40-acre brush fire east of Yulee 100% contained

Residents return home after passing train sparks blaze, forestry officials say

YULEE, Fla. – A wind-blown brush fire sparked Friday afternoon by a passing train in Nassau County burned 40 acres and forced residents to evacuate, according to the Florida Forest Service. 

Just a couple hours after residents were allowed to return home and roads began to reopen, forestry officials announced about 9 p.m. that the blaze was 100 percent contained. 

Annaleasa Winter of the Florida Forest Service said the fire started along the train tracks crossing Barnwell Road, just east of Yulee.

WATCH: Sky 4 surveys 40 acres burned in brush fire

A passing train caused a spark, which quickly turned into a 40-acre brush fire that spread to within 50 feet of seven to 10 Nassau County homes before firefighters could stop the advance of the flames, Winter said.

Deputies went door to door, asking residents in the Oneil area to leave about 3:20 p.m. as local firefighters and state forestry personnel began to battle the blaze along Barnwell and Oneil-Scott roads, just north of State Road 200/A1A, near the Lowe's Home Improvement store between Yulee and Fernandina Beach.

"All you see up in the air is nothing but smoke," said resident Michelle Williams. "I was driving on the side of the road trying to hurry up to get back here to family."

Mykita Jones was at work when she heard her home and her neighbors' homes were in danger. She said she first thought co-workers were playing a joke when they told her about it the fire, but she realized it was no joke when she saw the news reports on Facebook. 

"Then all of a sudden I see 'Barnwell-Oneil area' and said, 'I have family back there.' And I rushed here from work," Jones said. "I saw the smoke from A1A coming this way and I was panicking."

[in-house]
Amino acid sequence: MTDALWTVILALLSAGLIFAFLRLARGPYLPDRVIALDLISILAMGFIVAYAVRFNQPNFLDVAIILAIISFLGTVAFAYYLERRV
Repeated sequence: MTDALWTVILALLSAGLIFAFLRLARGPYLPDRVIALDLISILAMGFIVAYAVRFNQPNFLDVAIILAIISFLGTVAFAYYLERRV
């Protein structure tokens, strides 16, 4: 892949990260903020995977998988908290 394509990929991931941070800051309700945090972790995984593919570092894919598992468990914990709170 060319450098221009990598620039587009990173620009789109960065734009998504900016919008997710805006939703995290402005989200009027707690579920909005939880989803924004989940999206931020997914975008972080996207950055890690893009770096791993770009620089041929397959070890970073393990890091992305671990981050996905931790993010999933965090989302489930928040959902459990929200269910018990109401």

IMAGES: Yulee brush fire

Forestry officials said the blaze spread quickly due to the dry conditions combined with  winds that News4Jax meteorologist John Gaughan said were gusting to 38 mph by mid-afternoon.

By 5 p.m., Annaleasa Winter of the Florida Forest Service said the fire had burned nearly 38 acres, but a containment line was completed around the fire. Even though the fire had jumped the containment line once, "it's looking really good right now," Winter said.

The Florida Forest Service had several tractors, air support and a supervisor at the scene and Jacksonville Fire and Rescue dispatched about a dozen units to help Nassau County firefighters contain the flames and extinguish hot spots. 

Winter said because most of the area burning contained marsh grass, the fire should burn itself out now that it's 100 percent contained. Forestry crews continued mopping up for another hour after it was fully contained.

No injuries were reported and no structures were damaged. 

The railroad company, which owns the train tracks and is responsible for cutting brush that grows to close, will be billed for the fire, according to Winter.

Friday's evacuation came just over a week after a wildfire burned 700 acres and destroyed two homes and more than a dozen other structures near Bryceville, in western Nassau County. On Friday, firefighters were keeping an eye on hotspots and dealing with flare-ups, and estimated that fire was 96 percent contained.

Resident forces his way past fire lines to save family dogs

Nassau County resident Johnathon Shell was working Friday afternoon at a nearby paper mill when he got a frantic call from his girlfriend. 

WATCH: Yulee residents return home after brush fire

"She was at home, called me and said, 'The woods are on fire in the backyard.' So I rushed home and found out I couldn't get into the neighborhood," he said. 

When he arrived, Shell found that his girlfriend and their baby had been evacuated, but not the family's dogs.

"They wouldn't let me go into the neighborhood to get my dogs. So I had to force my way in there, then finally got them," Shell said. "Then they said, 'Get out of here.'"

Thanks to mutual aid from other fire departments, crews were able to get the blaze under control and evacuees, including Shell and his family, were able to go back home less than six hours after the brush fire started. 

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